Superoxide dismutase downregulation in osteoarthritis progression and end-stage disease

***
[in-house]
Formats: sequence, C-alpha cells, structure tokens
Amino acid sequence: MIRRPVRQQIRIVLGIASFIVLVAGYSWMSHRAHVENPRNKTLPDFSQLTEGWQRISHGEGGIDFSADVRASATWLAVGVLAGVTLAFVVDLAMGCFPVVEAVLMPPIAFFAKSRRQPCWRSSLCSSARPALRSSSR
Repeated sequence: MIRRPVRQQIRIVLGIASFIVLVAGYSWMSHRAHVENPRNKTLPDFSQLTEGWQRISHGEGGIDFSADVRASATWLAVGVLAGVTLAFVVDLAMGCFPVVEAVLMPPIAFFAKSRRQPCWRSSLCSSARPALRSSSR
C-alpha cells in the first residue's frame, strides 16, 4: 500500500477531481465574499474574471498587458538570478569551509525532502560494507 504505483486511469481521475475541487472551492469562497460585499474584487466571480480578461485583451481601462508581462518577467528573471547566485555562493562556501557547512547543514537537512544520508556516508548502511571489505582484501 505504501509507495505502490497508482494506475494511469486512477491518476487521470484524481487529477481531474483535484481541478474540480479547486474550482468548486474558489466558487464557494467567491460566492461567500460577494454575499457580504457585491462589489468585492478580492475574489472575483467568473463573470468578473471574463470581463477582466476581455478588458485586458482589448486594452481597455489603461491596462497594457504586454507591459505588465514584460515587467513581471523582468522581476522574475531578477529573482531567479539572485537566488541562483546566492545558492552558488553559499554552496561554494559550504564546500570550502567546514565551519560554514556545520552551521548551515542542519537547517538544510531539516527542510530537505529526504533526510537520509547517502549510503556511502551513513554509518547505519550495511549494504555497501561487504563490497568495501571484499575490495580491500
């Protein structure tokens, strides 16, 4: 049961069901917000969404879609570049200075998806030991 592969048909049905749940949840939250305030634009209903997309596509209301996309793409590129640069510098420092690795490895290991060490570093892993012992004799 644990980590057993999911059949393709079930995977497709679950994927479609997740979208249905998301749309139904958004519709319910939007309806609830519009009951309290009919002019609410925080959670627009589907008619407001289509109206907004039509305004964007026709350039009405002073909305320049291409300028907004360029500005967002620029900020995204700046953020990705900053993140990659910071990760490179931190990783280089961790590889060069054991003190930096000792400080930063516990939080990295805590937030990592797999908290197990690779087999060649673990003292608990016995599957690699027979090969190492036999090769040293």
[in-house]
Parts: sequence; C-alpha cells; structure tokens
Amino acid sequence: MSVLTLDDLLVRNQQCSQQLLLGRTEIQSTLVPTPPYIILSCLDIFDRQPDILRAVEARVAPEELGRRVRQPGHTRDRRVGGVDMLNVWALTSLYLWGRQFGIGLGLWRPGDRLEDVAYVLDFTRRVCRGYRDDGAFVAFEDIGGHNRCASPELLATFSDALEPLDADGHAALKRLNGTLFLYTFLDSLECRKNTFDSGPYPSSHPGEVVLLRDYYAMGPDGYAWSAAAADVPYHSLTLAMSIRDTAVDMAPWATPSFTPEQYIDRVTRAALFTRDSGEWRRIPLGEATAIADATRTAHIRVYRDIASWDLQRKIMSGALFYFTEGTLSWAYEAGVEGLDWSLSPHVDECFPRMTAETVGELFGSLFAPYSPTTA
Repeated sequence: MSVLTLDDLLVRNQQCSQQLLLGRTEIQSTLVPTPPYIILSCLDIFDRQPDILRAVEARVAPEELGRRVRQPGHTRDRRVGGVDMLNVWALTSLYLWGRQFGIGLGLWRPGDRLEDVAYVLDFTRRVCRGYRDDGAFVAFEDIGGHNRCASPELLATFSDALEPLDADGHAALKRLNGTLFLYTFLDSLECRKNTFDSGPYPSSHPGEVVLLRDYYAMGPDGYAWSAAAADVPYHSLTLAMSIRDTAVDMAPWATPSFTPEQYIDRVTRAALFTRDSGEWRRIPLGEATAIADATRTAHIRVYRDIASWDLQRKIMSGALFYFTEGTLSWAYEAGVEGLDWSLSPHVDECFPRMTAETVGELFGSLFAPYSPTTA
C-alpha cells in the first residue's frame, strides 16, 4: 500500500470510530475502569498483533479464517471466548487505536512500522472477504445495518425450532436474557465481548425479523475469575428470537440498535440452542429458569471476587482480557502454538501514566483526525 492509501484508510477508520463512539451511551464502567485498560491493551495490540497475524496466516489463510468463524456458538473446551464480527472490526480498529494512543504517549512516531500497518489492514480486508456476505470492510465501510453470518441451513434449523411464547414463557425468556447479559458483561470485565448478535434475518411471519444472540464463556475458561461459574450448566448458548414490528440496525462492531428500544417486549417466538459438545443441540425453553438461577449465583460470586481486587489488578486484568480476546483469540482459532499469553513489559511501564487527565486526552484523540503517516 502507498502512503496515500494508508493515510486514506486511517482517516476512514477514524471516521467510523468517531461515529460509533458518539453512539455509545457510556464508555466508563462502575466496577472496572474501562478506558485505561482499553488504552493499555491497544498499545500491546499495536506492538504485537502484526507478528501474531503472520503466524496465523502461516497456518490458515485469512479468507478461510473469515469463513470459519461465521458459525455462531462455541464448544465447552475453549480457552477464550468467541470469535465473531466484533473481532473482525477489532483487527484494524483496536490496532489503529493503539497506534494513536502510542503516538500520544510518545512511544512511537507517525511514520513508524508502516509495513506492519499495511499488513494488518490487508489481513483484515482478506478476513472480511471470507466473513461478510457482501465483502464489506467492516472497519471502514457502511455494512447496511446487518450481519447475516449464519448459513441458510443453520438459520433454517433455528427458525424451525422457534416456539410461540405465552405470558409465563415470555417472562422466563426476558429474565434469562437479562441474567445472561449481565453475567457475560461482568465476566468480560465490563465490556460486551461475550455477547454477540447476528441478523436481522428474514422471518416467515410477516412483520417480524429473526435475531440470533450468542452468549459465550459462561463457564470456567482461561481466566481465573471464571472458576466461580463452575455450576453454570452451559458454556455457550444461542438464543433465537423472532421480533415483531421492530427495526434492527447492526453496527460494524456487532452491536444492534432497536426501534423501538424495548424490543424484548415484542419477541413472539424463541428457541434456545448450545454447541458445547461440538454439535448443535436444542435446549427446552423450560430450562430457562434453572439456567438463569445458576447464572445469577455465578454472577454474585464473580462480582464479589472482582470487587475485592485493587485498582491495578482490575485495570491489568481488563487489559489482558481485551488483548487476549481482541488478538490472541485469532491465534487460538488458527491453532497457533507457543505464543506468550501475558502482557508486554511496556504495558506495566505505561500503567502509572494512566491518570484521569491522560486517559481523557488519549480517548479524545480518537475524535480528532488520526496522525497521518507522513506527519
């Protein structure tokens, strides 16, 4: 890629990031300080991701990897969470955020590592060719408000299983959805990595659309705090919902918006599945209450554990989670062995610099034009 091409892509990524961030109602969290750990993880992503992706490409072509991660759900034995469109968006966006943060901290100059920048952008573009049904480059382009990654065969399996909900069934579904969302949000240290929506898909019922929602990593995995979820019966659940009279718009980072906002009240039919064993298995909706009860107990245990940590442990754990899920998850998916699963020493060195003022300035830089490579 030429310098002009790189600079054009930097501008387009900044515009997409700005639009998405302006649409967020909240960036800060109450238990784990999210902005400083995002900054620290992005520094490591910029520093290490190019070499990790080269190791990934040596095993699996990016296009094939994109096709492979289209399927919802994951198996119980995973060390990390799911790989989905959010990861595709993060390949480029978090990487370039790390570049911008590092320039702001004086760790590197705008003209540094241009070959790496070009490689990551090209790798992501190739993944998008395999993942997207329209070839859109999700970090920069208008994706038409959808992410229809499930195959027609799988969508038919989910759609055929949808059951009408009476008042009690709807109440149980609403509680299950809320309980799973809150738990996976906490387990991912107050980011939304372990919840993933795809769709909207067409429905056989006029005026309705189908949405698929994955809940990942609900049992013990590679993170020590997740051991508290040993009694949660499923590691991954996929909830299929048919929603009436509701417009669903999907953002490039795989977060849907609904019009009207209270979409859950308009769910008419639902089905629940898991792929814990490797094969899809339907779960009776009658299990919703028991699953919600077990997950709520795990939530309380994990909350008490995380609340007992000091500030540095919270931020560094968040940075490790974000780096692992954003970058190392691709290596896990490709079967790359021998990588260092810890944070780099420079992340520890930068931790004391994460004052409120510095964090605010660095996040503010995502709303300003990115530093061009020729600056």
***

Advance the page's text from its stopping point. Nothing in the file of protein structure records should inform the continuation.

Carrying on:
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Oxidative stress is proposed as an important factor in osteoarthritis (OA). To investigate the expression of the three superoxide dismutase (SOD) antioxidant enzymes in OA. SOD expression was determined by real-time PCR and immunohistochemistry using human femoral head cartilage. SOD2 expression in Dunkin–Hartley guinea pig knee articular cartilage was determined by immunohistochemistry. The DNA methylation status of the SOD2 promoter was determined using bisulphite sequencing. RNA interference was used to determine the consequence of SOD2 depletion on the levels of reactive oxygen species (ROS) using MitoSOX and collagenases, matrix metalloproteinase 1 (MMP-1) and MMP-13, gene expression. All three SOD were abundantly expressed in human cartilage but were markedly downregulated in end-stage OA cartilage, especially SOD2. In the Dunkin–Hartley guinea pig spontaneous OA model, SOD2 expression was decreased in the medial tibial condyle cartilage before, and after, the development of OA-like lesions. The SOD2 promoter had significant DNA methylation alterations in OA cartilage. Depletion of SOD2 in chondrocytes increased ROS but decreased collagenase expression. This is the first comprehensive expression profile of all SOD genes in cartilage and, importantly, using an animal model, it has been shown that a reduction in SOD2 is associated with the earliest stages of OA. A decrease in SOD2 was found to be associated with an increase in ROS but a reduction of collagenase gene expression, demonstrating the complexities of ROS function.